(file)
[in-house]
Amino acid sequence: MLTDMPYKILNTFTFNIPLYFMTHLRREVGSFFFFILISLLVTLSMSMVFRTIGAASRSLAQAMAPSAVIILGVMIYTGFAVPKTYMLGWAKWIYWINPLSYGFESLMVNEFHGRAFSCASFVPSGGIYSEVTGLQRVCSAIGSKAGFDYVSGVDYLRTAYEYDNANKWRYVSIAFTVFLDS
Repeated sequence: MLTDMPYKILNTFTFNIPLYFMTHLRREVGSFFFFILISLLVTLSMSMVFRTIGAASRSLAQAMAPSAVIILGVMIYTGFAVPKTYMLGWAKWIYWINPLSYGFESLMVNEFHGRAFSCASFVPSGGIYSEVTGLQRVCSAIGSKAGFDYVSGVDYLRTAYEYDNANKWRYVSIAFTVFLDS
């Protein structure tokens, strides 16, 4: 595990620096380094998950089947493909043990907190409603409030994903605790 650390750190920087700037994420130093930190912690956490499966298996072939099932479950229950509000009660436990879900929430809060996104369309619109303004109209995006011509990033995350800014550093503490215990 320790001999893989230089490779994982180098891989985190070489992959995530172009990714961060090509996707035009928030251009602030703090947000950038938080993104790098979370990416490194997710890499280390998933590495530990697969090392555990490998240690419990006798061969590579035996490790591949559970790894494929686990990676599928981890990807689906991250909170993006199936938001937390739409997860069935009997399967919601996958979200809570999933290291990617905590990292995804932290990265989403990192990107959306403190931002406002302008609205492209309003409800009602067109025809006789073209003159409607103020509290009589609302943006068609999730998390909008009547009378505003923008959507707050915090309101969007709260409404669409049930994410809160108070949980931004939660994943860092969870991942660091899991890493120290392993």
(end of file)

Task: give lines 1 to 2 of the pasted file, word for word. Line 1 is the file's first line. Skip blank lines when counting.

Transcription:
[in-house]
Amino acid sequence: MLTDMPYKILNTFTFNIPLYFMTHLRREVGSFFFFILISLLVTLSMSMVFRTIGAASRSLAQAMAPSAVIILGVMIYTGFAVPKTYMLGWAKWIYWINPLSYGFESLMVNEFHGRAFSCASFVPSGGIYSEVTGLQRVCSAIGSKAGFDYVSGVDYLRTAYEYDNANKWRYVSIAFTVFLDS